John was a man of unbending principle, who could treat any matter as a defining moment in human civilisation. After a disagreement with Phillip over the production of Igor Auzins’ We of the Never (1982), John left Adams Packer. He often spoke about his falling-out with Phillip, but I have never for a second doubted how much they respected and cared for each other. Phillip was a major figure in John’s life, as well as a kind influence on me and my sister Sue (a producer on such films as Ten Canoes and Mystify).

Adams said: “John was irascible, eccentric and impossible, but I loved him.”

John never recoiled from any challenge, most notably when the French distributor of my Devil in the Flesh (1986), which John had produced and I had directed, recut the film before its major launch in Paris. As the original version had already been selected for the Cannes Film Festival in critics’ week, I suggested John let the matter drop.

Instead, he flew to Paris, attained the support of the French Director’s, took the distributor to court and won. It was a first, even for the auteur-based French industry.

John would later lobby hard for moral rights legislation in Australia to protect the rights of artists, which was successfully passed in 2001.

In between film projects, John spent as much time as possible in his beloved India, first as a cultural attache to the Australian embassy in New Delhi in 1975 and later in quiet reflection in the village of Wellington in India’s Nilgiri Hills. It was there he met his second wife, Annie Mancha.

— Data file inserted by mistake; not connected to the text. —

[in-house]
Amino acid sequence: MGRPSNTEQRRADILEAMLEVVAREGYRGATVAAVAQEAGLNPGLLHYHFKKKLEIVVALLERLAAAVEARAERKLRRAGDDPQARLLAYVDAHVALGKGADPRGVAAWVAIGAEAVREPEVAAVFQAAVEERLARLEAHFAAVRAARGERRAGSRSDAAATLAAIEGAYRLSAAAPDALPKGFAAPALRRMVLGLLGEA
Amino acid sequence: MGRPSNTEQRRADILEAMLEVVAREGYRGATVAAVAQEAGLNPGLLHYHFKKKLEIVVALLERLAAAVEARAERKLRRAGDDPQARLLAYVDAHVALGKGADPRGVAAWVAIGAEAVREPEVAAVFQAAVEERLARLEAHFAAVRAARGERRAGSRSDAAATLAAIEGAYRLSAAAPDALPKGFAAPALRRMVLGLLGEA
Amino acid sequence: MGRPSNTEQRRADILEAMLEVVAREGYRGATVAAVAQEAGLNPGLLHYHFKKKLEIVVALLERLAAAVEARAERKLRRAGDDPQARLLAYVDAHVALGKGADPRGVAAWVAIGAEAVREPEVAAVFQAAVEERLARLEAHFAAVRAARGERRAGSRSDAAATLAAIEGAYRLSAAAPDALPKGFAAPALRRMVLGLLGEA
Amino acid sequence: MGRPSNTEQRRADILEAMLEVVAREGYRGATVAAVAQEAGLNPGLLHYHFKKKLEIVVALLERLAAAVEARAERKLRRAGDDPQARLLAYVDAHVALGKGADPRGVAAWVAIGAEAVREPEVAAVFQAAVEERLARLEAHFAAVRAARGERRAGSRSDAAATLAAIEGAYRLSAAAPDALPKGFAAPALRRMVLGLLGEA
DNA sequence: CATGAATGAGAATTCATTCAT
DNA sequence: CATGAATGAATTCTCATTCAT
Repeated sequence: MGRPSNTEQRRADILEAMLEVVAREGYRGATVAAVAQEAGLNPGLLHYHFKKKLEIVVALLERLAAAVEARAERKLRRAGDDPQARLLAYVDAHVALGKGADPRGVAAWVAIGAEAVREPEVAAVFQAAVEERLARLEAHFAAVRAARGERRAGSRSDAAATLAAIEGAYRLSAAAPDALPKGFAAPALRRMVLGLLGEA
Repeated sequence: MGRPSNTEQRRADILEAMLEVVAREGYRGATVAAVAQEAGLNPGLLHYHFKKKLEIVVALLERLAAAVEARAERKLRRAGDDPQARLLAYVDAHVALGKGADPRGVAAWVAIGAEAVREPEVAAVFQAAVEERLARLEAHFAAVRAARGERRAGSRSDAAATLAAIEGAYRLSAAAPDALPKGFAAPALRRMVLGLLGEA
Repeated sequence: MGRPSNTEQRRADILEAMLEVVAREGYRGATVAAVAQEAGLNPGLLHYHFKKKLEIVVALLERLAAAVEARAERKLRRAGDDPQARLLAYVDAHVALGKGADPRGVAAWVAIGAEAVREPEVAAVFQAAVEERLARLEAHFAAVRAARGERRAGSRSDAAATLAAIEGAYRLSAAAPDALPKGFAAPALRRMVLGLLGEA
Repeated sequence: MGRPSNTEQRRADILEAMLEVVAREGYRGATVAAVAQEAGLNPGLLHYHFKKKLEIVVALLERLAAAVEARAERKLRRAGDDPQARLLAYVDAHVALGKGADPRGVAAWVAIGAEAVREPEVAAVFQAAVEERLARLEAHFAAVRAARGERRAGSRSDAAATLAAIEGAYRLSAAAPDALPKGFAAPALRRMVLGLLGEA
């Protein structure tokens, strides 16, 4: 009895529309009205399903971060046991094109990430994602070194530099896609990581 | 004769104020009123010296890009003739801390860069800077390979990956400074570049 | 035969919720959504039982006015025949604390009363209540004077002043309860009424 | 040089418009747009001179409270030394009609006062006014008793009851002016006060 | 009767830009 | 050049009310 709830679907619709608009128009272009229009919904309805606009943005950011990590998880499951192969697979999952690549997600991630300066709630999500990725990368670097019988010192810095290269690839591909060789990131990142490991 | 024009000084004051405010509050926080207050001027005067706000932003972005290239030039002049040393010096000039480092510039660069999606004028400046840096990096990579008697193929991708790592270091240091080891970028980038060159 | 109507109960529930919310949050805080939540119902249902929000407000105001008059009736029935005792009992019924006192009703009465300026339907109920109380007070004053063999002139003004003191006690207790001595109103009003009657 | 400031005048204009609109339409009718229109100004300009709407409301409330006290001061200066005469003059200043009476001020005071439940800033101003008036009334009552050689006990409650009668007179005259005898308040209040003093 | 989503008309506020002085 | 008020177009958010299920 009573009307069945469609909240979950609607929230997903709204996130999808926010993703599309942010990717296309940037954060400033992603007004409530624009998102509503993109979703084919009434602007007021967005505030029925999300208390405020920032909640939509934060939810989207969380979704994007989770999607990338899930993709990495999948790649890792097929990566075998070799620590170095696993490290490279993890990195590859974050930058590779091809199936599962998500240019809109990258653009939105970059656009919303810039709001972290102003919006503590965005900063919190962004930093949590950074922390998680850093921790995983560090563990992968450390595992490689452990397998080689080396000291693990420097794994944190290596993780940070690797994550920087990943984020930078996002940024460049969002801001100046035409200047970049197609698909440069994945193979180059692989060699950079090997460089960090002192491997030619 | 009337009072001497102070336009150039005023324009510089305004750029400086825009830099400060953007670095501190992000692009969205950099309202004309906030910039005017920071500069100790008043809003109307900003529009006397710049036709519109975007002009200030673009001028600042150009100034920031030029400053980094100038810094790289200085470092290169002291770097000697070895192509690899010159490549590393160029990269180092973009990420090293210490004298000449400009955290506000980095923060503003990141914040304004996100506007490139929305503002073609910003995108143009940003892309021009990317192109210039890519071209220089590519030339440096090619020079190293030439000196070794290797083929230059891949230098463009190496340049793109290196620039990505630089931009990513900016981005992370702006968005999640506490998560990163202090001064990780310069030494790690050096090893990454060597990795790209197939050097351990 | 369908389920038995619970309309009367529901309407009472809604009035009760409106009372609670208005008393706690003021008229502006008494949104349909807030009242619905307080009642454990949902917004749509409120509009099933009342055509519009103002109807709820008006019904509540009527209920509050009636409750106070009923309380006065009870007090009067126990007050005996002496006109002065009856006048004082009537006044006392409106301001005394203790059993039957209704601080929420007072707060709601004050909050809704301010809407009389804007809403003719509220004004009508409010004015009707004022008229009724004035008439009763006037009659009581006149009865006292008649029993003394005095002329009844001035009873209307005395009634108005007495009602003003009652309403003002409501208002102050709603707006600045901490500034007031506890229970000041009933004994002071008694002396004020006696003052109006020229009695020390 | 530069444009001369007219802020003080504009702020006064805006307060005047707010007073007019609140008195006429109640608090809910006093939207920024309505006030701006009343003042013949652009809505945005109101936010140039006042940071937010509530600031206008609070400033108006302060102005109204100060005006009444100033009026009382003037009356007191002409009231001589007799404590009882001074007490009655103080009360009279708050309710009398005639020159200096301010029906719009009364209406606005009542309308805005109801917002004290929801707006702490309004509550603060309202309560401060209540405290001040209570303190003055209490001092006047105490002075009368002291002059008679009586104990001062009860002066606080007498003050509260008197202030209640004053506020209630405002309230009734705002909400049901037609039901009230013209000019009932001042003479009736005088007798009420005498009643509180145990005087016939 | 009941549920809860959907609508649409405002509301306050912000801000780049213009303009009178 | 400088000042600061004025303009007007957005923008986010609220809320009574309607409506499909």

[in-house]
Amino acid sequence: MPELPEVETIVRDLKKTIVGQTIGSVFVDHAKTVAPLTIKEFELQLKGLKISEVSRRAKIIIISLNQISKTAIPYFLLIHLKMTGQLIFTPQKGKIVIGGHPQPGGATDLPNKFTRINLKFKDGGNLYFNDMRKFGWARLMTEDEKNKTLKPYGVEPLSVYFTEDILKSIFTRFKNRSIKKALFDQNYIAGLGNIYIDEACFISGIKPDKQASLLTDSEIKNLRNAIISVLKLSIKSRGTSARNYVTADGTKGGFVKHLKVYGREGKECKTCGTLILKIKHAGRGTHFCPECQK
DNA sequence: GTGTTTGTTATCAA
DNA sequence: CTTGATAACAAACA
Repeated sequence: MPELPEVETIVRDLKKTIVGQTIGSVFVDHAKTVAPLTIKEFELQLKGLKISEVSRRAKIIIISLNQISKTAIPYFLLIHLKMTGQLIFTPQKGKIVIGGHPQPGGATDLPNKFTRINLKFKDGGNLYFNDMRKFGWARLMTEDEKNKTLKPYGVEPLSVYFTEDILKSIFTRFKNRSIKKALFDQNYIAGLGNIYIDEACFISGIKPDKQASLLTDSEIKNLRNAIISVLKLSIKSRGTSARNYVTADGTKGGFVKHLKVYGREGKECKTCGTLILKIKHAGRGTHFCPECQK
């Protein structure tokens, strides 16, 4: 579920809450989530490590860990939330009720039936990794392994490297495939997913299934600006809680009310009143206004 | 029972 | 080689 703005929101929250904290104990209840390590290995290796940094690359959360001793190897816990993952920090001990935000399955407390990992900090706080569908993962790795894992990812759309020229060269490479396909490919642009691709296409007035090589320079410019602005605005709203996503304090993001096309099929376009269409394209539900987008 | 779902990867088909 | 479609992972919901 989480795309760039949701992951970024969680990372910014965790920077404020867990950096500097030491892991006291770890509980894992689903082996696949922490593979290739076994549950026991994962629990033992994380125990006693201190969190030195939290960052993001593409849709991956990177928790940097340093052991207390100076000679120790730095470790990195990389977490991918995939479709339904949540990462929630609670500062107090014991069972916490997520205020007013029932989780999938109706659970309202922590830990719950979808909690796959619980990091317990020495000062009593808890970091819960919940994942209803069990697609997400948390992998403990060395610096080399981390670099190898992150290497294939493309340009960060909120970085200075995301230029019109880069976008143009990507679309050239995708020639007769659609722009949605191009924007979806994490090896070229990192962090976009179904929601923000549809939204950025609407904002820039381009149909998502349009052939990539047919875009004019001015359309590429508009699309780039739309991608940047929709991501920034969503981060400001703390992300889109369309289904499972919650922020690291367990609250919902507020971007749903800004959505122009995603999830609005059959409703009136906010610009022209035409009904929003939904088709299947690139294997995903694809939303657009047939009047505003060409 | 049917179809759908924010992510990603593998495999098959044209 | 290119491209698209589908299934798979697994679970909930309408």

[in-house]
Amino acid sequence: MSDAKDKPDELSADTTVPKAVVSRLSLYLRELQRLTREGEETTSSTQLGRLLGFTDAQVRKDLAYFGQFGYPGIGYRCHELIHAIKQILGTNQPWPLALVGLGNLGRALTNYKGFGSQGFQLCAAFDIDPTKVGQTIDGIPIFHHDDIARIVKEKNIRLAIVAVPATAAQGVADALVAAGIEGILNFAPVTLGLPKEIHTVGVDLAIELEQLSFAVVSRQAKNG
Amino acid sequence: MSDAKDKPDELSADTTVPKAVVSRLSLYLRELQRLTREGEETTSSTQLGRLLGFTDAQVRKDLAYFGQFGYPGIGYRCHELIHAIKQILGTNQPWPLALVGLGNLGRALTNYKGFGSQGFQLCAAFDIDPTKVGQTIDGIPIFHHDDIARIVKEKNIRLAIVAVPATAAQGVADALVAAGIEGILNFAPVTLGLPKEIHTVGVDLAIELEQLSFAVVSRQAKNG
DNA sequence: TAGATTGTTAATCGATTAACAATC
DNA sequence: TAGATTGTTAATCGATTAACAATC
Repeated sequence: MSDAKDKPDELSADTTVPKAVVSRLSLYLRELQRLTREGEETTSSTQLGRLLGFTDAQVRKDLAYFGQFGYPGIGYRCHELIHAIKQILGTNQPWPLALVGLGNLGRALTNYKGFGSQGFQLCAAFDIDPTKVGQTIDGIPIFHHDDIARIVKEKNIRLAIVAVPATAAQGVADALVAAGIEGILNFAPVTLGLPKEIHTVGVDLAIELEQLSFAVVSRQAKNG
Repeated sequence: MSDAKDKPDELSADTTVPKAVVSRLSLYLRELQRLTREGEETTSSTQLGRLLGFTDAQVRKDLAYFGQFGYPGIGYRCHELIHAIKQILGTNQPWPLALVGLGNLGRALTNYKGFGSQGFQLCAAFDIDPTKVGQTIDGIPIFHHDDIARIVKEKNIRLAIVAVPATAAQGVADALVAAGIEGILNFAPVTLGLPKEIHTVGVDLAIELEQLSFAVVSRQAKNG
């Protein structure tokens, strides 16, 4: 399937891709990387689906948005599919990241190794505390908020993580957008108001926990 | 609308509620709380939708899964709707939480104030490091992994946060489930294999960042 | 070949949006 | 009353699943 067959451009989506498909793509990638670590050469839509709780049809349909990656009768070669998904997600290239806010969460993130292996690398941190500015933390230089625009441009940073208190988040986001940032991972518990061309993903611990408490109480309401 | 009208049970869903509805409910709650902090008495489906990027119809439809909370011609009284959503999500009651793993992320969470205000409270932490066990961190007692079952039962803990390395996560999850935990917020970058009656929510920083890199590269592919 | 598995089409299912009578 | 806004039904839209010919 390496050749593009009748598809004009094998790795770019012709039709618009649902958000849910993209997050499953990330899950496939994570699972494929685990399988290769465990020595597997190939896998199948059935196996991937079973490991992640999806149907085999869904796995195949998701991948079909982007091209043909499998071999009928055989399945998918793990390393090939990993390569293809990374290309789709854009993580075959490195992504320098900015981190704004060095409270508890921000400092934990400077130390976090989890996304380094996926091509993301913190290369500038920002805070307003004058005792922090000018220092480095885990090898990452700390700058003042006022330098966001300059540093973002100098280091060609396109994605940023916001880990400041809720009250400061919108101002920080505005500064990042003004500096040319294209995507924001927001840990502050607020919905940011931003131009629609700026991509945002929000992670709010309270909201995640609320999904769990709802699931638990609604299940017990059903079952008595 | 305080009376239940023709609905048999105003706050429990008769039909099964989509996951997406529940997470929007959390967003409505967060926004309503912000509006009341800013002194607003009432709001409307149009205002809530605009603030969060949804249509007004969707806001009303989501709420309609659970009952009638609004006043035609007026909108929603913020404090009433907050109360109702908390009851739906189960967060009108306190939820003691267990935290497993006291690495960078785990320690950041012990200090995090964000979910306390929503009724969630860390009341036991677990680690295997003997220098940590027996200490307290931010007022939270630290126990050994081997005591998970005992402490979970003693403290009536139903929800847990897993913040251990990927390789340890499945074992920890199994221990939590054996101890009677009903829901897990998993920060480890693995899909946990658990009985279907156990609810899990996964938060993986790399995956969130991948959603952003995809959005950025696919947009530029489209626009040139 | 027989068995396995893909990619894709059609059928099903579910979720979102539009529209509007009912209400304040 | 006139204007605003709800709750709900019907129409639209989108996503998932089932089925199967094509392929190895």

After marrying, they moved to Melbourne, where, in 1981, they had a daughter, Shahaan. Today, she is a human rights lawyer leading an elder-abuse initiative in Melbourne.

Annie died in December 2013.

John’s final film was The Plight of Tibet and the Dalai Lama (2000), a harrowing account of the nation’s battle for independence from China and the genocide of Tibetans.

Recently, John began the digital restoration of his films, including It’s Rice: Australian, Yoga and the Individual and Devil in the Flesh, which he kindly called his proudest collaboration. Not many children have the privilege of working with a parent on a feature film. I will always be grateful for this experience (which was repeated on the official short film for the Australian Centenary of Cinema).

John was intelligent, resourceful and unrelenting in his pursuit of what he believed to be right, while also being (increasingly) kind, charming and funny.

At 17, he had been told by doctors he would not live the three months until the birth of his first child. He outlived that prediction by 71 years.

Recently, he called his first wife, Gillian, who has been married to pianist David Helfgott for 35 years. They celebrated their joint and separate life stories.

John never missed a Melbourne performance by Helfgott, and died peacefully on June 1, 2020, after listening to his recording of Rachmaninov’s Third Piano Concerto.

John is survived by Gillian and his three children.

Scott Murray ­– a filmmaker, author and writer on film at The Age and The Sydney Morning Herald – is John Murray’s son.